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It is no secret that I simply put adore books, the only thing better than a book is that feeling you get after the last page is read…the book hang over. One of the journeys I get to take as an author is reading books done by others in my field and ‘discovering’ new voices.  Seeing the world through someone else’s eyes and letting my mind take its own spin on their written works.  I especially have a soft spot for indie authors.  Let me introduce to one of my favorites; Mark Lages and his Team Charlie…

Meet Mark Lages (that guy up there in the picture). He’s an indie author who never once considered going traditional, why would he?  He has complete control over his children; Church of the Divine Duck, Andy Bloom, & My Remarkable Little Monkey (to name a few of those kids).  Mark’s books are also anything but traditional…just look at how their described:

“Welcome to the extraordinary world of Mark Lages, a place where monkeys can talk, where Jesus has an older brother named Marvin, and where a sweet, unassuming grandmother suddenly bursts into a raging, car-tossing cousin of Godzilla. Often outlandish, yet also remarkably down to earth, Mark’s tales are always memorable, intelligent, and relentlessly entertaining. Mark’s stories aren’t for everyone. If you don’t like testing the waters of the outrageous, and if you don’t like seeing the status quo poked and prodded for the truth, you probably won’t become much of a Mark Lages fan. But if you like pushing at boundaries and seeing the real world explained and exposed in new ways, these stories might be just right for you…”

While, I will admit I haven’t read many of his novels I already have a favorite in Team Charlie. Team Charlie is the story of Charlie (obviously), who is never alone having a pirate, a priest, an ex-girlfriend, a planet, a hippy, and Bob all trying to talk over each other in his head. While this is a story about mental illness, it takes a viewpoint of Charlie and his voices in a way that I have never read before. Immediately, Mark catches your attention and gets you right in the feels in his introduction of Charlie; a middle aged man, once the pillar of his community now needing someone to attend to him 24 hours a day. When you meet Charlie it is through the voice of Charlie’s father, and it sounds as if he is talking to a child, not a forty-something year old man. It has a Catcher In The Rye feel, the same outpouring of protectiveness you have for Lennie, you’ll instantly feel for Charlie (yes, I am bias, out of all the voices in his head Charlie’s is my favorite).

You watch Charlie follow the voices, you listen to them protect him through death, upheaval, the streets of LA, jobs, women, and anything else that Charlie seems to stumble upon. In each scenario you instantly cheer for Charlie, or you get frustrated at how naïve he is, you find yourself actually agreeing with a voice or two, or wanting to argue with the others, and most of all you wonder how a man can fall so far from Grace and never once notice he’s literally sleeping on rock bottom.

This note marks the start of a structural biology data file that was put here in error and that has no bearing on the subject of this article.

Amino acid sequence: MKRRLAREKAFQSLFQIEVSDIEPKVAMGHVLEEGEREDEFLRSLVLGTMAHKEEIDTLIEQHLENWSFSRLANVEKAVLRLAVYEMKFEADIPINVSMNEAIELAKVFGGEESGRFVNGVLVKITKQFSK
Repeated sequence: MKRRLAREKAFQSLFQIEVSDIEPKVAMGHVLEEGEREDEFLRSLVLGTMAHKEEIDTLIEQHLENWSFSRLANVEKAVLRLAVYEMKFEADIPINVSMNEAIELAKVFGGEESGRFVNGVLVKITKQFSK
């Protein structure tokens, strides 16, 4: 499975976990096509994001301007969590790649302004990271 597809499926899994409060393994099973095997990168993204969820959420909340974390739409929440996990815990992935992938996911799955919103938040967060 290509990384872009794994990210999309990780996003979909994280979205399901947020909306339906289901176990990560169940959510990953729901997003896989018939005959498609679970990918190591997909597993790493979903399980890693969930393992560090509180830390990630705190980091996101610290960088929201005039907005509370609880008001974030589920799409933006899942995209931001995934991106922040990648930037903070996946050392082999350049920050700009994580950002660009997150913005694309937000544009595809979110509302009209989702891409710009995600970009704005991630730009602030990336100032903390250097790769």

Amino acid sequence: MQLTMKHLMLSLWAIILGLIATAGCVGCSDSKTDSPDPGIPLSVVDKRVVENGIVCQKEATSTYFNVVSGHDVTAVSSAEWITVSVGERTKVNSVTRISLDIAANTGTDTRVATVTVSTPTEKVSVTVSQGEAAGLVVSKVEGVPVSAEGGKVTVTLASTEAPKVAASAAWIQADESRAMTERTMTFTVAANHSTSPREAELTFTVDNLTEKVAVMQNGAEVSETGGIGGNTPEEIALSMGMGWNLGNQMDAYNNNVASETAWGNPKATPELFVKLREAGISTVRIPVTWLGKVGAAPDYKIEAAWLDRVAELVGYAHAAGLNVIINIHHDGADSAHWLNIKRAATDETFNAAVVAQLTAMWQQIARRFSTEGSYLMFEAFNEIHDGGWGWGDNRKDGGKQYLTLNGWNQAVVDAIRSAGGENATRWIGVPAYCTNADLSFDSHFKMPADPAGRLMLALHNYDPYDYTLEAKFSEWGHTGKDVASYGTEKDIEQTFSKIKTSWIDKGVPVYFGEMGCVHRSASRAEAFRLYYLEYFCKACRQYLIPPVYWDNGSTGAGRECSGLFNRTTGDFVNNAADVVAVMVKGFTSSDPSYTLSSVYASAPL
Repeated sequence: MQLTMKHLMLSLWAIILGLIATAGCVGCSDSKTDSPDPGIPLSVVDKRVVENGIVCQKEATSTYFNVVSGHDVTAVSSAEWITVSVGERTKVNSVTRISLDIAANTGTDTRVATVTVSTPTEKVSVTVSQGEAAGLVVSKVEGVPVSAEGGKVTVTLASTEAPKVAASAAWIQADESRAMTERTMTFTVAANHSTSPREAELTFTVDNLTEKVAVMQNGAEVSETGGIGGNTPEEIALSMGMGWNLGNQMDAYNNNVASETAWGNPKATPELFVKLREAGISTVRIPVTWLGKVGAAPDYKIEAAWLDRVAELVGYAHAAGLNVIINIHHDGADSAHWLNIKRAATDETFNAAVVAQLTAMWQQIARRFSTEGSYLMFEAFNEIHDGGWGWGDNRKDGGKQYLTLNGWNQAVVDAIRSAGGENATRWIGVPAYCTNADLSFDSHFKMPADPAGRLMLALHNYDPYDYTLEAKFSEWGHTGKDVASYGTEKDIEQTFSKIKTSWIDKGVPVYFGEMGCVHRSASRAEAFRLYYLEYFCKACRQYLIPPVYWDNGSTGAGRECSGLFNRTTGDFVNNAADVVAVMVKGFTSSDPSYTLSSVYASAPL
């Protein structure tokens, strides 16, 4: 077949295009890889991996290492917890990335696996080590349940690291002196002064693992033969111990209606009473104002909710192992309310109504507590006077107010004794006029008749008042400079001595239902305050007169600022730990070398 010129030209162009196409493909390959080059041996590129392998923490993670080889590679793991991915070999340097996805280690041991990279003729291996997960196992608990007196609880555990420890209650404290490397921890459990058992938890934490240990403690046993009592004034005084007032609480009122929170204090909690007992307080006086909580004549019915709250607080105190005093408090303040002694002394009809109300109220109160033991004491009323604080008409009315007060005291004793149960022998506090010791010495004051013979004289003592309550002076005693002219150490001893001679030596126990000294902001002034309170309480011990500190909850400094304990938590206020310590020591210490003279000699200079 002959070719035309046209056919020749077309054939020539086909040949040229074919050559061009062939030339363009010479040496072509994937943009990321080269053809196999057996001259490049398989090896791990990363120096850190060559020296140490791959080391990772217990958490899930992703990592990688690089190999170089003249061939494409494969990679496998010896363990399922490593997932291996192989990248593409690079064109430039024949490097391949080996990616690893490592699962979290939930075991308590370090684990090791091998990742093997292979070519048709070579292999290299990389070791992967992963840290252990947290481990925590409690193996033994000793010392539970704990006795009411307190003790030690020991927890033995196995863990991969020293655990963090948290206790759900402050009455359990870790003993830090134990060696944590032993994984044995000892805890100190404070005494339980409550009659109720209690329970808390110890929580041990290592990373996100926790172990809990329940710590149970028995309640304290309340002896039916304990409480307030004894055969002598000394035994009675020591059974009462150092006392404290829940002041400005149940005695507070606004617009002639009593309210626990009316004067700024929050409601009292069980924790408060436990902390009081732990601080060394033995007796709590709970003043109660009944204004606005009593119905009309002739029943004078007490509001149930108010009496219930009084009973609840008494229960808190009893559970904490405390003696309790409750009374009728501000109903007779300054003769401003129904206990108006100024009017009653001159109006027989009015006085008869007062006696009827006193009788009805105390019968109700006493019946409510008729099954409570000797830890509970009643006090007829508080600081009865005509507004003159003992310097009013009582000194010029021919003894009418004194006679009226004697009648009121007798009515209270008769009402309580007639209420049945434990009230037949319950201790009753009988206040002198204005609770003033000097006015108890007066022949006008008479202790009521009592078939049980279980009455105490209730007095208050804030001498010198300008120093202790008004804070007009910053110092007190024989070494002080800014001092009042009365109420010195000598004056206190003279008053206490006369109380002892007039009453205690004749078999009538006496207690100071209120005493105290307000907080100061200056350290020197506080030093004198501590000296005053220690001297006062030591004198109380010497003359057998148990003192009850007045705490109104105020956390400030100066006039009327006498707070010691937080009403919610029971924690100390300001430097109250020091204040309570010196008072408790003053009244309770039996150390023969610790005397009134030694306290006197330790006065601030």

There are a range of instant emotions that the author draws out of you in such a quick read. While one moment I was proud when Charlie found himself, I wanted to slap sense into his family (his children in particular). One minute I’m embarrassed at his innocence in normal day adventures, the next instant I’m saying wait a minute why is that even part of the story????? Throughout the entire book you wait, and wait, and wait, for Charlie to find his Julia. The one thing that can hold him all together, without the voices. But this isn’t that kind of story.

In the end, Charlie teaches us that loneliness is a very very powerful thing. The need to be wanted, or part of something (even if it’s of your own imagination) is vital to everything we are. And even though the ending for me was sad, two steps back for such a giant leap forward, my husband agrees with Charlie telling me he would have done the same exact thing.

I did enjoy the book, the views on life are spot on. But it’s the emotions these characters bring out in you that will keep you saying ‘one more chapter.’

Good job Mr. Lages!

If you want to join Team Charlie or any of the other stories (next in my pile is a tall tale of a talking monkey My Remarkable Little Monkey) you can visit Mark at http://www.marklages.com/ pick up one of his novels on Amazon or email the man himself at marklages@cox.net

 

***Are you an indie author looking for a review? An interview, or want to take over this site and share all that you’ve learned about writing, reading, or life in general?  Contact us at mkf.acnbooks@gmail.com and the podium is yours! ***